Steam Deck hotkeys are all about saving time and the ability to navigate games that aren’t currently verified to work on the Deck.
For example, Fallout 4 runs at 50 to 60 frames per second on the Deck but it isn’t classed as verified by Valve. One of the reasons for that is down to the on-screen keyboard not automatically kicking in when you select a text box.
Here’s the thing, though: Once you learn the important Steam Deck hotkeys, you can easily bypass problems like that and play unverified games with little to no issues. In Fallout 4’s case, the issue is resolved by simply pressing the Steam button and X to bring up the on-screen keyboard. How easy is that?
It’s not just handy problem-solving commands the Steam Deck hotkeys are designed to solve. Along with being able to use mouse functions while the controller is set to gamepad, there are handy accessibility features like being able to zoom in on a portion of the screen (Steam button and L1).
You won’t need to memorize all of them, of course, but having played on my Steam Deck for ages now, it’s worth at least familiarizing yourself with some of the commands to avoid headaches somewhere down the line.
Steam Deck Hotkeys
Below you’ll find every single hotkey command available on the Steam Deck. The hotkeys I’d recommend taking a look at are the ones to bring up the on-screen keyboard, how to force close a game, the magnifier function, and how to activate the mouse via the right trackpad.
When you’re playing a game, the Steam Deck default to gamepad controls in most cases, which means you lose the helpful mouse functionality. This can be troublesome when you need to move the mouse over something to click.
Normally you’d have to pop the Steam menu, change your controller configuration over to an emulated mouse, go back in-game to click the thing, pop the Steam menu, then change back from the emulated mouse to gamepad. This is way too long-winded and it’s much, much faster to use the mouse hotkey by holding the Steam button and using the right trackpad. How much quicker was that?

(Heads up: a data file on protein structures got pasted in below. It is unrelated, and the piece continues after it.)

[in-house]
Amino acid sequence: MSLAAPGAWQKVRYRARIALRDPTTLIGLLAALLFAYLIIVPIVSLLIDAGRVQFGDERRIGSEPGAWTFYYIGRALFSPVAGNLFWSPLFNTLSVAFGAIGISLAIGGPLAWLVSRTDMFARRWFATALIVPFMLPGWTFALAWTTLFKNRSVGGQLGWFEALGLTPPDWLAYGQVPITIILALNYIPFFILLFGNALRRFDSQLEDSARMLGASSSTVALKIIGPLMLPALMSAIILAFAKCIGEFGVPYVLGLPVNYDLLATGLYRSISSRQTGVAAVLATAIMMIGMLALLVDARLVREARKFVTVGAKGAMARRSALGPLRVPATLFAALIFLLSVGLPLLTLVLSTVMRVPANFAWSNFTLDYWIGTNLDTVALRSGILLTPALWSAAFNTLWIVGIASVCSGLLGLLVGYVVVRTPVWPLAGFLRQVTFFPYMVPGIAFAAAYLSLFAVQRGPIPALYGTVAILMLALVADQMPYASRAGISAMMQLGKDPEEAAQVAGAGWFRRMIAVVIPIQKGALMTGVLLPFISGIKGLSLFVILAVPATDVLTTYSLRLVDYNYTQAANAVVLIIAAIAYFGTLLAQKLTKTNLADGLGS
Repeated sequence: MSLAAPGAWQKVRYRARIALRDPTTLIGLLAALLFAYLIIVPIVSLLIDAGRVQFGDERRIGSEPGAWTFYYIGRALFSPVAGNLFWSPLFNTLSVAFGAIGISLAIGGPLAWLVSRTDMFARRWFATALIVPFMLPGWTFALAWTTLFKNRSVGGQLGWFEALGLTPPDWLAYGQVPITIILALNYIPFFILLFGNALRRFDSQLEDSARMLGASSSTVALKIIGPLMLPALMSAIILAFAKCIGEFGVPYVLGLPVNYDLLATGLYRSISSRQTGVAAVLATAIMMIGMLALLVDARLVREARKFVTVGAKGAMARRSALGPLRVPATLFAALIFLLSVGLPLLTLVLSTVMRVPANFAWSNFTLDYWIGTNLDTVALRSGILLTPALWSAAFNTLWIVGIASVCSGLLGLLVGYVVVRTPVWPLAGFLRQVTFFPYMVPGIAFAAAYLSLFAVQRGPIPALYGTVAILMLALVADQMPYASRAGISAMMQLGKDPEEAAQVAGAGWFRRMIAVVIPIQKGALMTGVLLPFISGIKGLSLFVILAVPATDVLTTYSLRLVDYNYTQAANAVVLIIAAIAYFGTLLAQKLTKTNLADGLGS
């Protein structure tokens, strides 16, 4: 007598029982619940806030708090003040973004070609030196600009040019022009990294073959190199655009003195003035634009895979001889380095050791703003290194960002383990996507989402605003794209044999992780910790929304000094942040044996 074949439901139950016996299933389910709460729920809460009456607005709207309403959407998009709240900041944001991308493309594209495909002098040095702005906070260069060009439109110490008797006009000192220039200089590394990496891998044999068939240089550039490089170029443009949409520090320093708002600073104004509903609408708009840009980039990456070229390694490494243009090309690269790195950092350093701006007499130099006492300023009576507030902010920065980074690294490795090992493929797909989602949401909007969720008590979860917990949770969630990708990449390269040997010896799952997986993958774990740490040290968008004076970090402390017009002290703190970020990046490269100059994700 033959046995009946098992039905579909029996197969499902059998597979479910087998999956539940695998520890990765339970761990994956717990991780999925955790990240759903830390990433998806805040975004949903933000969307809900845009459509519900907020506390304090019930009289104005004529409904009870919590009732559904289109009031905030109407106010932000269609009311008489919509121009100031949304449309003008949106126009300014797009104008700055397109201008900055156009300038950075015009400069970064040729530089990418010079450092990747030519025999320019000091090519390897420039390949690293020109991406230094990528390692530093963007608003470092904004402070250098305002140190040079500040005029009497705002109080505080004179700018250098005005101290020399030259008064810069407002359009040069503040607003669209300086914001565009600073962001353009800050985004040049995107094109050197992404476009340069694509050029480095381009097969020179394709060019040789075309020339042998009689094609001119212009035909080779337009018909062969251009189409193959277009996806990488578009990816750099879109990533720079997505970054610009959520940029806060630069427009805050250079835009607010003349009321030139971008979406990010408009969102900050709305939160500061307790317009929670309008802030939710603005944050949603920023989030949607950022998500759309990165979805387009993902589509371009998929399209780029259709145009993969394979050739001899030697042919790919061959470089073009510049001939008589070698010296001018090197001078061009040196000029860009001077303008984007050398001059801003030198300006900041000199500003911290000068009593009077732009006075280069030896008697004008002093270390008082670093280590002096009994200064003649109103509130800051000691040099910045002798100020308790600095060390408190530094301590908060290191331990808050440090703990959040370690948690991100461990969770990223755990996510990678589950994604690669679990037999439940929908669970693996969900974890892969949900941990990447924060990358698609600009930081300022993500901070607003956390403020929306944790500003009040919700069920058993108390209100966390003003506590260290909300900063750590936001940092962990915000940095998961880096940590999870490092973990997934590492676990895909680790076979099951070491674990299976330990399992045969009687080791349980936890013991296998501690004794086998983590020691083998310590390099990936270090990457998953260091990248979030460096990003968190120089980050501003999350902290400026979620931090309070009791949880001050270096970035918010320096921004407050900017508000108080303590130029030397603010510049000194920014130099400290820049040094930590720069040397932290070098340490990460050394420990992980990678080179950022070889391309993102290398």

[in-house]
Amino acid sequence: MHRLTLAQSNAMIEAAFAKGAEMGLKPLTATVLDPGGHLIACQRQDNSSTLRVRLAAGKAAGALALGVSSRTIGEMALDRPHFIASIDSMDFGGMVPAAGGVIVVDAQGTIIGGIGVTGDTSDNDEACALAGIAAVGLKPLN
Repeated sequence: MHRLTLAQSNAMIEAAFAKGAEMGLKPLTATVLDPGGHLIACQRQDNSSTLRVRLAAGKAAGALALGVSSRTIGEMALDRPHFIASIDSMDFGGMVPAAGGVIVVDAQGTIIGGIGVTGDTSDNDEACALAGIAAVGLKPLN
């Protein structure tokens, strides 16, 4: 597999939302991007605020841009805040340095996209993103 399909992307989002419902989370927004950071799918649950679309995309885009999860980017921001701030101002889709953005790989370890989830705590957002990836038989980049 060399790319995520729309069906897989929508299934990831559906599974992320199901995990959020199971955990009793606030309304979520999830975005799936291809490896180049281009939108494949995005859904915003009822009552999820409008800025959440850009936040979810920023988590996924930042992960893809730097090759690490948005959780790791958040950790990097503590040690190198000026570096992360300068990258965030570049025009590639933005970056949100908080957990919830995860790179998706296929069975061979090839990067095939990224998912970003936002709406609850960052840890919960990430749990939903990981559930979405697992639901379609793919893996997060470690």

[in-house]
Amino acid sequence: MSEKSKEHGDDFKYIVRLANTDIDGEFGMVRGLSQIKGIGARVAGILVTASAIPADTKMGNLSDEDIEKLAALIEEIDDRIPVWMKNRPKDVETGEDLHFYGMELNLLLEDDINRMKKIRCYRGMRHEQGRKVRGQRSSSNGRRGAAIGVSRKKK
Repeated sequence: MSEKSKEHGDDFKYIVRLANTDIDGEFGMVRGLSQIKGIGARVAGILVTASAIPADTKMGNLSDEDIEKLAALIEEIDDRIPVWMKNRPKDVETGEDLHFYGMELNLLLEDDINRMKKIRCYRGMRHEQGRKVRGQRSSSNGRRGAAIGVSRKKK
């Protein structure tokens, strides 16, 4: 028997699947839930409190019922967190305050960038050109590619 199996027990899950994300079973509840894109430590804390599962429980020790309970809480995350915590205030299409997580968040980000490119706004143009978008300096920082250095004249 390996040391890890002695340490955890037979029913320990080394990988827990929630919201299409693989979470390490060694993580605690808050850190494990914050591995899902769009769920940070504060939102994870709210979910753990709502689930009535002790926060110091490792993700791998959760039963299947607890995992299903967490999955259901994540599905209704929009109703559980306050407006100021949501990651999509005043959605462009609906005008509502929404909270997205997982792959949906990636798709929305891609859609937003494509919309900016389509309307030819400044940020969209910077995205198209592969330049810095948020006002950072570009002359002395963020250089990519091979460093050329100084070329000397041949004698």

|Steam Deck Hotkey Command||What It Does|
|Steam button and B (keep them held down)||Force game shutdown|
|Steam button and X||Brings up the on-screen keyboard|
|Steam button and L1||Toggles the magnifier function|
|Steam button and R1||Takes a screenshot|
|Steam button and L2 (half pull)||Right mouse click|
|Steam button and R2 (half pull)||Left mouse click|
|Steam button and right stick||Uses the right stick as a mouse|
|Steam button and right trackpad||Brings up and moves mouse cursor|
|Steam button and R3||Left click mouse|
|Steam button and up on the left stick||Increases brightness|
|Steam button and down on the left stick||Decreases brightness|
|Steam button and D-pad right||Enter key|
|Steam button and D-pad down||Tab key|
|Steam button and D-pad left||Esc key|
Some things worth keeping in mind: You can’t always use hotkeys. For 90 percent of problems you’ll be fine, but there are specific times when a hotkey won’t work.
In gaming mode (the mode when you turn the Steam Deck on), you should be fine. But in desktop mode, that’s where things can stop working. Steam-launched games are fine, but when you boot a program through desktop mode’s start menu compatibility issues may arise. Emulators in particular can be a pain to close if they’re running in fullscreen. The force close hotkey just doesn’t want to kick in.
As I say, hotkeys work for the most part. It’s only when you start tinkering outside of what the Steam Deck is primarily designed for – playing games from Steam – that issues may arise. I only mention this in case you do run into trouble so you know it’s not your Steam Deck that’s acting funny, that’s just how things are.